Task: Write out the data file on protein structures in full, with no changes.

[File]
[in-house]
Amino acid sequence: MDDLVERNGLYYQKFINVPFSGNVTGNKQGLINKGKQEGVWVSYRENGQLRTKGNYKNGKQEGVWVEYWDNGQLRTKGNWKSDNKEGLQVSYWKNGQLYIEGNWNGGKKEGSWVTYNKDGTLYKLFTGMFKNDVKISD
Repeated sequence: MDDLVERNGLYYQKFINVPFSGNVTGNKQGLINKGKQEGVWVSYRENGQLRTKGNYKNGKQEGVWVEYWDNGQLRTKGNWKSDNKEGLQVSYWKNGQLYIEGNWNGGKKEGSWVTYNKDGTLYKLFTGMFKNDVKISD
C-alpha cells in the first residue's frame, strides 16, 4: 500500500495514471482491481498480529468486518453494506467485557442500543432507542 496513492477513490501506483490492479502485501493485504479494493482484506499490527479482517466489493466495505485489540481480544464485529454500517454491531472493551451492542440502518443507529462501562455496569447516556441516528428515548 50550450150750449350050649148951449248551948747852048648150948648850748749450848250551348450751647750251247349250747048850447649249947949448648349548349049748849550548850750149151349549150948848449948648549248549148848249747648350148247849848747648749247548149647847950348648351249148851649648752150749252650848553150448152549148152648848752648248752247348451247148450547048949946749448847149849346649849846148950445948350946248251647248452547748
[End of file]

[in-house]
Amino acid sequence: MDDLVERNGLYYQKFINVPFSGNVTGNKQGLINKGKQEGVWVSYRENGQLRTKGNYKNGKQEGVWVEYWDNGQLRTKGNWKSDNKEGLQVSYWKNGQLYIEGNWNGGKKEGSWVTYNKDGTLYKLFTGMFKNDVKISD
Repeated sequence: MDDLVERNGLYYQKFINVPFSGNVTGNKQGLINKGKQEGVWVSYRENGQLRTKGNYKNGKQEGVWVEYWDNGQLRTKGNWKSDNKEGLQVSYWKNGQLYIEGNWNGGKKEGSWVTYNKDGTLYKLFTGMFKNDVKISD
C-alpha cells in the first residue's frame, strides 16, 4: 500500500495514471482491481498480529468486518453494506467485557442500543432507542 496513492477513490501506483490492479502485501493485504479494493482484506499490527479482517466489493466495505485489540481480544464485529454500517454491531472493551451492542440502518443507529462501562455496569447516556441516528428515548 50550450150750449350050649148951449248551948747852048648150948648850748749450848250551348450751647750251247349250747048850447649249947949448648349548349049748849550548850750149151349549150948848449948648549248549148848249747648350148247849848747648749247548149647847950348648351249148851649648752150749252650848553150448152549148152648848752648248752247348451247148450547048949946749448847149849346649849846148950445948350946248251647248452547748